Why we must learn from the past

This month at more than 11,000 events across the country, hundreds of thousands of people will gather to commemorate Holocaust Memorial Day (January 27).

Tuesday, 22nd January 2019, 9:58 am
Updated Tuesday, 22nd January 2019, 10:00 am

Holocaust Memorial Day is a time to remember all those affected by the Holocaust and Nazi Persecution, as well as genocides, which have taken place more recently in Cambodia, Rwanda, Bosnia and Darfur.

As well as remembering what happened, we also find ways to take positive action and make sure they can never happen again.

The Holocaust threatened the fabric of civilisation and has implications for us all.

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Without a basic understanding of this, we are in danger of failing to learn where a lack of respect for difference and hostility to others can ultimately lead.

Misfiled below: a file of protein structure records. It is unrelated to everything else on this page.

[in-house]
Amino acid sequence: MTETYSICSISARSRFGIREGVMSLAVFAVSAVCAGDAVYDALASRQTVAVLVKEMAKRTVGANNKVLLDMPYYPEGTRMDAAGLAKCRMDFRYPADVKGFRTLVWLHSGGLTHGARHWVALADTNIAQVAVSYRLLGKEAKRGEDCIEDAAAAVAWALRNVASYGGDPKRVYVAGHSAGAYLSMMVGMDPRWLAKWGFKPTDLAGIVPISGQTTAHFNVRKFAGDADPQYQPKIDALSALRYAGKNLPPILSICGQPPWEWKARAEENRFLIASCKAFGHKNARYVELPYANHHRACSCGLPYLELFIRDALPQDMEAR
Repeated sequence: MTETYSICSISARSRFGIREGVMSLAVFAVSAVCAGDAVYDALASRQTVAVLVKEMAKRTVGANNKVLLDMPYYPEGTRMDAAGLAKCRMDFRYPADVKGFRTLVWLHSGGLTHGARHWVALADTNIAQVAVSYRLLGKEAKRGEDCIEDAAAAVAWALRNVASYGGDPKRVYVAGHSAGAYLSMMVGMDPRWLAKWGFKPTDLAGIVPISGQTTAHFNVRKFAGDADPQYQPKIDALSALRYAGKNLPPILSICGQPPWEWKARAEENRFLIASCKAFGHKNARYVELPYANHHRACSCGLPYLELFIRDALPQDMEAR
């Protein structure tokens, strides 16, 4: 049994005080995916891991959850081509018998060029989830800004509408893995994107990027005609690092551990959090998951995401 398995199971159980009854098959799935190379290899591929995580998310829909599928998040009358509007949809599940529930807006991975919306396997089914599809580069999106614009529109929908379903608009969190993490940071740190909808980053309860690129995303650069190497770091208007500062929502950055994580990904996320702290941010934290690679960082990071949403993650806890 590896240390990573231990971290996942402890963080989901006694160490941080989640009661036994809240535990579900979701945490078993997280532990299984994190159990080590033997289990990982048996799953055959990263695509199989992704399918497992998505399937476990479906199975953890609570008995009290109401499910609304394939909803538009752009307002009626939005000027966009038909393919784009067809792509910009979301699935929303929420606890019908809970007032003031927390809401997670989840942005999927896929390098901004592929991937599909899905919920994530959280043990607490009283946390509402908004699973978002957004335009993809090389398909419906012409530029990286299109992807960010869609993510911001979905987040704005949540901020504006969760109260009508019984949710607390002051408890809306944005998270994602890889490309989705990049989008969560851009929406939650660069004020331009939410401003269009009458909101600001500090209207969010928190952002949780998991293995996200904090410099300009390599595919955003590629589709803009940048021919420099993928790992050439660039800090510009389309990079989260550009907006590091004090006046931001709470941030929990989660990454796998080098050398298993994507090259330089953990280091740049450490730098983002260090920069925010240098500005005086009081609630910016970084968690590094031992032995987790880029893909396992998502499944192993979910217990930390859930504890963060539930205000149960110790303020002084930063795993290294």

With a rise in reported hate crime in the UK and ongoing international conflicts at risk of genocide, our world can feel fragile and vulnerable.

We cannot be complacent. Each of us has a responsibility to know what happened.

Thankfully, more people than ever before are taking part in our annual commemorations to learn lessons from genocide and help create a better future.

For more information on how you can get involved with this year’s events, go to www.hmd.org.uk

Olivia Marks-Woldman,

Chief Executive of the Holocaust Memorial Day Trust